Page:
Dr. Tim McConn
Fellow at Weil Foot, Ankle & Orthopedic InstituteAdvanced Surgical Fellowship
“I knew I wanted to do a fellowship since my first year of podiatry school.”
Knowing From The Start
Tim McConn, DPM, AACFAS
Starting as a sales representative for Arthrex, a major orthopedic medical device company, Dr. McConn was exposed to the field of surgery, even before matriculation at Dr. William M. Scholl College of Podiatric Medicine. The experience inspired him to make a commitment to become a fellowship-trained podiatric surgeon as early as the 1st year of podiatry school. Upon completion of his residency at the renowned West Penn Hospital Foot & Ankle Surgical Residency, where he served as Chief Resident his 3rd year, he was set to find a fellowship that fit his interests and were aligned with his goals.
Now, Dr. McConn is a Fellow at Weil Foot, Ankle & Orthopedic Institute Advanced Surgical Fellowship.
He explains the invaluable qualities of fellowship training, which include, but are not limited to:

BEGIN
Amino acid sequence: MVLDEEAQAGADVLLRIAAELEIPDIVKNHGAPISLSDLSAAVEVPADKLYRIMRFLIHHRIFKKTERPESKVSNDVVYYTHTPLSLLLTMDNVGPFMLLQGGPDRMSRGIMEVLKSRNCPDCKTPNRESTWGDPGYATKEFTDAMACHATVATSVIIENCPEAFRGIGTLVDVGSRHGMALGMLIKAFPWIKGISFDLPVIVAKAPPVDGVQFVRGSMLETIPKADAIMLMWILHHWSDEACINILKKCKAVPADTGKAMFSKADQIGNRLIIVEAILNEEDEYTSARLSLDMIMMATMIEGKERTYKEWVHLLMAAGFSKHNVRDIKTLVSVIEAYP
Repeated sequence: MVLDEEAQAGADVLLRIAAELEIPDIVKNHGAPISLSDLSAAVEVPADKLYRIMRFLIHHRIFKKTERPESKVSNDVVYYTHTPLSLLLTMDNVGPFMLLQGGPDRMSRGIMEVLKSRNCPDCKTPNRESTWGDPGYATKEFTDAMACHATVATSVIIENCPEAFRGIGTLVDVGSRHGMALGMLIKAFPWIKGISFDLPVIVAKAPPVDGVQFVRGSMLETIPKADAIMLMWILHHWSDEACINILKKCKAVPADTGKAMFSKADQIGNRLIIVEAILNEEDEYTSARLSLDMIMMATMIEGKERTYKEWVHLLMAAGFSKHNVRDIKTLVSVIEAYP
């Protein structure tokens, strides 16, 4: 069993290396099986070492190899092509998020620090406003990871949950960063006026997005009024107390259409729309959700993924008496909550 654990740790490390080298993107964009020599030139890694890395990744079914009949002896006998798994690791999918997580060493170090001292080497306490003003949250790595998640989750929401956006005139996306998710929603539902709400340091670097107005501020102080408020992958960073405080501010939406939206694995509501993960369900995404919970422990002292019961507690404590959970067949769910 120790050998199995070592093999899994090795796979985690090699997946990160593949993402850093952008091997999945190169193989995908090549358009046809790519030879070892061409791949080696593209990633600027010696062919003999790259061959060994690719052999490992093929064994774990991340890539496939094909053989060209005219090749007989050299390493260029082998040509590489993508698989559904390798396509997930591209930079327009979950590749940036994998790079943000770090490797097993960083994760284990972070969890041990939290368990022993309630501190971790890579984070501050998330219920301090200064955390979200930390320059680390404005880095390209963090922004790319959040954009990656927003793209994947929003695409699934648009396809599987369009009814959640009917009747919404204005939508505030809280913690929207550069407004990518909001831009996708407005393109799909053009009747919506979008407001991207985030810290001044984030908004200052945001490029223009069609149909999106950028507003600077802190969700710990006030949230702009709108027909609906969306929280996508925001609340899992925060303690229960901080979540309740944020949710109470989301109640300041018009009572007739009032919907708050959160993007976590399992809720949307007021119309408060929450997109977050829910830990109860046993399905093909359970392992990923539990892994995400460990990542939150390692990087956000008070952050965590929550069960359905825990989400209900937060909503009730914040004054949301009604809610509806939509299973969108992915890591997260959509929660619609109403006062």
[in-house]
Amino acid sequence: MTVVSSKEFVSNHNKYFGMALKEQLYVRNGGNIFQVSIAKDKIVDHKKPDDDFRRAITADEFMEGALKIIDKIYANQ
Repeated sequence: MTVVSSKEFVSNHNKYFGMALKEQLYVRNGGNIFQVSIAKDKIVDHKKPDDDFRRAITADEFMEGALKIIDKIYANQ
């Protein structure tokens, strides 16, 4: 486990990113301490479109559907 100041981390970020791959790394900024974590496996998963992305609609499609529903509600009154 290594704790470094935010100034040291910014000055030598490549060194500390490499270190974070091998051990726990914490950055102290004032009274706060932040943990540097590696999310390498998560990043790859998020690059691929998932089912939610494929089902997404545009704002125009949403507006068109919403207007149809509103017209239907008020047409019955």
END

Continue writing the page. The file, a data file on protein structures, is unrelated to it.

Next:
1. An extra year of specialty training
2. Excellent experience with the billing and coding arena
3. An increased advantage for self-marketing
4. Explicit mentorship and sense of camaraderie
5. Interprofessional relationships with orthopedics
“When applying for a fellowship, it is important to know what you want.”
Furthermore, it is critical to identify the role that fellowship training will play in one’s career. “When applying for a fellowship, it is important to know what you want,” explains Dr. McConn. There are different types of fellowships that can be found on the ABFAS and ACFAS websites, and with each type comes a different concentration. Dr. McConn has had opportunities with both orthopedic and private practice groups where he is the main foot and ankle expert, so it is only logical that he chose to join the Weil Foot, Ankle & Orthopedic Institute Advanced Surgical Fellowship.
“Depending on your goals, fellowships may not be a good fit for everyone.”
Although Dr. McConn is very pro-fellowship, he understands that fellowships do not pertain to everyone’s wishes. The role of fellowship training in one’s career is dependent on one’s goals. It seems that fellowships have evolved beyond a fail-safe into a mechanism that propels fellows toward leadership within higher education and specialty within our field. As Dr. McConn looks toward the future, he aspires to join the ACFAS lecture circuit, and he believes his fellowship training can assist him with regards to that goal.
By Timothy Cheung, MS, CPT
Scholl College of Podiatric Medicine
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